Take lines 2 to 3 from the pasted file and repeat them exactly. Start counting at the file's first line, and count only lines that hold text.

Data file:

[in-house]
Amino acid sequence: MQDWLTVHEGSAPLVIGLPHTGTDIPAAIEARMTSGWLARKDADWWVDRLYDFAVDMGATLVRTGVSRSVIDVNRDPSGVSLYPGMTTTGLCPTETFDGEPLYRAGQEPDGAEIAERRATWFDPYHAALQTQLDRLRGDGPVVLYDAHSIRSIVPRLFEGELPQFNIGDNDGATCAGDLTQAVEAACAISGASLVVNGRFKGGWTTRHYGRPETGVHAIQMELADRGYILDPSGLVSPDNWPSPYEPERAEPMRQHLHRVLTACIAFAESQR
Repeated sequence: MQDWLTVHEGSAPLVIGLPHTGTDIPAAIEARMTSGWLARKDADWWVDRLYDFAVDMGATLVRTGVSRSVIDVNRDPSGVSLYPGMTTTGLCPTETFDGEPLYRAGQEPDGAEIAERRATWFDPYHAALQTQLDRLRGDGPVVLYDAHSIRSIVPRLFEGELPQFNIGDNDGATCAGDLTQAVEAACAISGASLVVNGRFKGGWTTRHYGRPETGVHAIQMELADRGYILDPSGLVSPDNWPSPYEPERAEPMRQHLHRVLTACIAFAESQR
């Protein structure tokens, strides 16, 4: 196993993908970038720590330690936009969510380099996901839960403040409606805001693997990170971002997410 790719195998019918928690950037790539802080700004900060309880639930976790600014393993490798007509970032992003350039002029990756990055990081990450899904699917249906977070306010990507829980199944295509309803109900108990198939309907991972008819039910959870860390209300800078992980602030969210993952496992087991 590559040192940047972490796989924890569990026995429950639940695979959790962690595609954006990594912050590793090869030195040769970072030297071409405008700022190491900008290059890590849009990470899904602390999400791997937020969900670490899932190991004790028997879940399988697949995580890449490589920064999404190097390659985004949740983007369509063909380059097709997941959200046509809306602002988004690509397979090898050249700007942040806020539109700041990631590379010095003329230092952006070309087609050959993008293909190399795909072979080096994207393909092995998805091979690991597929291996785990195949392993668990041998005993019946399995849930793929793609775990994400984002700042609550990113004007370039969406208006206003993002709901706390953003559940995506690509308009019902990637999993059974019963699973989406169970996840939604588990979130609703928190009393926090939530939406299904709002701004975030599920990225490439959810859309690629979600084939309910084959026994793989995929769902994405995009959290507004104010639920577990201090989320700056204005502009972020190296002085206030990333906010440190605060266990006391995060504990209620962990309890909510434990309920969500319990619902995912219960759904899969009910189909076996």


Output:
Amino acid sequence: MQDWLTVHEGSAPLVIGLPHTGTDIPAAIEARMTSGWLARKDADWWVDRLYDFAVDMGATLVRTGVSRSVIDVNRDPSGVSLYPGMTTTGLCPTETFDGEPLYRAGQEPDGAEIAERRATWFDPYHAALQTQLDRLRGDGPVVLYDAHSIRSIVPRLFEGELPQFNIGDNDGATCAGDLTQAVEAACAISGASLVVNGRFKGGWTTRHYGRPETGVHAIQMELADRGYILDPSGLVSPDNWPSPYEPERAEPMRQHLHRVLTACIAFAESQR
Repeated sequence: MQDWLTVHEGSAPLVIGLPHTGTDIPAAIEARMTSGWLARKDADWWVDRLYDFAVDMGATLVRTGVSRSVIDVNRDPSGVSLYPGMTTTGLCPTETFDGEPLYRAGQEPDGAEIAERRATWFDPYHAALQTQLDRLRGDGPVVLYDAHSIRSIVPRLFEGELPQFNIGDNDGATCAGDLTQAVEAACAISGASLVVNGRFKGGWTTRHYGRPETGVHAIQMELADRGYILDPSGLVSPDNWPSPYEPERAEPMRQHLHRVLTACIAFAESQR